March 2010


by John Parker

Whether you decide to stay in your current home, remodel, or downsize, it’s imperative you make  your home safe and secure for your retirement years. Our generation is supposed to live, on average, much longer than previous generations, so it’s our responsibility to do everything we can to take care of ourselves.

As I wrote in a recent blog, a few months ago my best friend had an accident in which a ladder slipped and he took a terrible fall. He actually came very close to losing his life. Unfortunately, seniors have the highest mortality rate due to injury. Among those deaths, 50 per cent are due to falling. One-third of women eighty-five and older will be injured in a fall. For men, the statistics are only slightly less. The bottom line is: 1.6 million seniors are treated at hospitals each year due to falls. Half of those falls occur at home.

As my wife and I wrote in our book, The Best of Our Lives,  over the last few years we have gradually prepared our home for retired life. As somewhat recent retirees, we probably didn’t have to make every change so early in our retired life, but have been pleasantly surprised at how these changes have made  life much easier and more convenient.

While our book has a very complete list, here are some of the most important safety and security issues:

1. Get rid of clutter. Both the inside and outside of your house should to be cleared  of small objects that  might cause you to trip. Reconsider placement of low tables, plants, and other possible hazards. Keep your walking paths clear and reposition electrical and phone cords.

2. Inspect your living space and eliminate safety hazards. Remove or install slip-resistant backing on area rugs. Identify and repair cracks in flooring and find solutions for slippery tile. Eliminate sharp edges on furnishing and decorations.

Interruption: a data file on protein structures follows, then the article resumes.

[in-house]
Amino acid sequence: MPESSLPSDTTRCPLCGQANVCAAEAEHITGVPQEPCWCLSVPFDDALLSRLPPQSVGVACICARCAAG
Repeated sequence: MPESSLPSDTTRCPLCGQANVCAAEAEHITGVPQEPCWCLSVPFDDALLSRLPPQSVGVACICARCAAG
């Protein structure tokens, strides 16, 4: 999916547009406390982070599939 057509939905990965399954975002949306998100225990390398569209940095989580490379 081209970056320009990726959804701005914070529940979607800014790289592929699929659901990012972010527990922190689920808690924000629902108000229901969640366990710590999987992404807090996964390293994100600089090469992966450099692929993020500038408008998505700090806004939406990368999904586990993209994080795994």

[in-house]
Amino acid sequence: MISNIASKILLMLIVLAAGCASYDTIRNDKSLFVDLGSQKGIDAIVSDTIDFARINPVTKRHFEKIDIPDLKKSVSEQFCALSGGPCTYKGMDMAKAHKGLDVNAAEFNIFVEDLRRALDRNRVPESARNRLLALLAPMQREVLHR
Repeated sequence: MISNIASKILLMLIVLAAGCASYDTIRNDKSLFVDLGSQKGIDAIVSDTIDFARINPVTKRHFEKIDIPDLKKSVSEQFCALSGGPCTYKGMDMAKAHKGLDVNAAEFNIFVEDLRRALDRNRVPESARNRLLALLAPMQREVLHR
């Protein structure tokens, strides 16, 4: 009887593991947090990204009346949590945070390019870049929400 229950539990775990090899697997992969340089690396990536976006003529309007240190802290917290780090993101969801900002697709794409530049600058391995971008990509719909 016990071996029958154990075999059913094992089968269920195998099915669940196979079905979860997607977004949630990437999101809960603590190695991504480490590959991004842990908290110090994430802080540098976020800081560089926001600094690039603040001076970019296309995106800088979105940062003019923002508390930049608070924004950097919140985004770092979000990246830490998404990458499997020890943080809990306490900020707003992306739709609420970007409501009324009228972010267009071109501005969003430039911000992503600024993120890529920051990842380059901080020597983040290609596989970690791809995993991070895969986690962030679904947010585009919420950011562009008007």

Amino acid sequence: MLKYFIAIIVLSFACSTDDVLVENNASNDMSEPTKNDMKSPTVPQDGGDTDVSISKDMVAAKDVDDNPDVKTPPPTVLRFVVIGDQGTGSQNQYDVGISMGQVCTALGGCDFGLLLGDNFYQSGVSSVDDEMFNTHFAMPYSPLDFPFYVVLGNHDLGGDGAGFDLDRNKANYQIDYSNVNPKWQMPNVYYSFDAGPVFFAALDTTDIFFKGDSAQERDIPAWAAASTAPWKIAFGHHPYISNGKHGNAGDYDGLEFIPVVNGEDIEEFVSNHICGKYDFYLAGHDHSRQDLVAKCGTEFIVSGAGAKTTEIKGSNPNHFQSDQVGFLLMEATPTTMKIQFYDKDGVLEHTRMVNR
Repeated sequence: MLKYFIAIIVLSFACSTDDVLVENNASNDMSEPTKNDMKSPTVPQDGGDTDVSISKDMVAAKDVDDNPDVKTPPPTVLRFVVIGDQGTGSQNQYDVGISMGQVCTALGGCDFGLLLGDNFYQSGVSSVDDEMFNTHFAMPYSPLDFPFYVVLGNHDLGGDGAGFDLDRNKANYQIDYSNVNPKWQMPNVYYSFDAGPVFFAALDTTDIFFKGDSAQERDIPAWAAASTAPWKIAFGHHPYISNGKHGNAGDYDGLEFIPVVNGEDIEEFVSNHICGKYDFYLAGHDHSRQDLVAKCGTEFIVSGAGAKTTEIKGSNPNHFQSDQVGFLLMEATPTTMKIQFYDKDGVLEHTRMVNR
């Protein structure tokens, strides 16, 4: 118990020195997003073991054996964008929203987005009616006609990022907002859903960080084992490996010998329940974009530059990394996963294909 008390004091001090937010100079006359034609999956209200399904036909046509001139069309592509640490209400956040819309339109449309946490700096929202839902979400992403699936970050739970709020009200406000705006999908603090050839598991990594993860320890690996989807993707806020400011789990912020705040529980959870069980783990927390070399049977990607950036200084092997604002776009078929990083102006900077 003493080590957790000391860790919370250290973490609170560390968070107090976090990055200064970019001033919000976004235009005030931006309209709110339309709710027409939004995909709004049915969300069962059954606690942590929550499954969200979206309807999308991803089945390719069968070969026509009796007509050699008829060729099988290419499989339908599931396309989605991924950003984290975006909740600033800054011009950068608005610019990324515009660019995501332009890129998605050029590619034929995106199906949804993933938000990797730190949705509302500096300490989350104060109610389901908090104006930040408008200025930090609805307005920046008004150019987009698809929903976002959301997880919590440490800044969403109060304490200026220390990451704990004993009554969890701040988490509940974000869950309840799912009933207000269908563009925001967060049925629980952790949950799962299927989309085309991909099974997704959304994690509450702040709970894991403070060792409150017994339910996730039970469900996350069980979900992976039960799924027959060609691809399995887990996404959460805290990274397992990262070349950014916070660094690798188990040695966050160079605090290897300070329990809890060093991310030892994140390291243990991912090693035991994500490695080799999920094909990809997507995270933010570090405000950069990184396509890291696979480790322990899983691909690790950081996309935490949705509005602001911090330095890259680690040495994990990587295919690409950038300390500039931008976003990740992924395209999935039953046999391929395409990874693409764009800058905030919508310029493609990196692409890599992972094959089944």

3. Inventory and update your kitchen. Consider replacing old cooking utensils with easy-grip types and one-touch bottle and can openers. Reorganize storage and place most frequently used items such as dishes at levels easy to reach. Always keep an updated fire extinguisher in a handy place.

4. Safety-proof your home and be prepared for emergencies. Install a security system and consider adding a “panic button” for emergencies. Keep flashlights and battery operated lanterns handy. Install motion lights, smoke alarms and nightlights. Keep a supply of water and canned food on hand as a backup. Strategically place telephones around your home and always have one next to your bed.  

Depending on your age, you may not need to make all of these changes right away. But over time, they will become more necessary for your safety and security. Some health care providers offer a service in which they will come to your home and help you with your safety and security issues.

Be safe, secure, healthy and happy.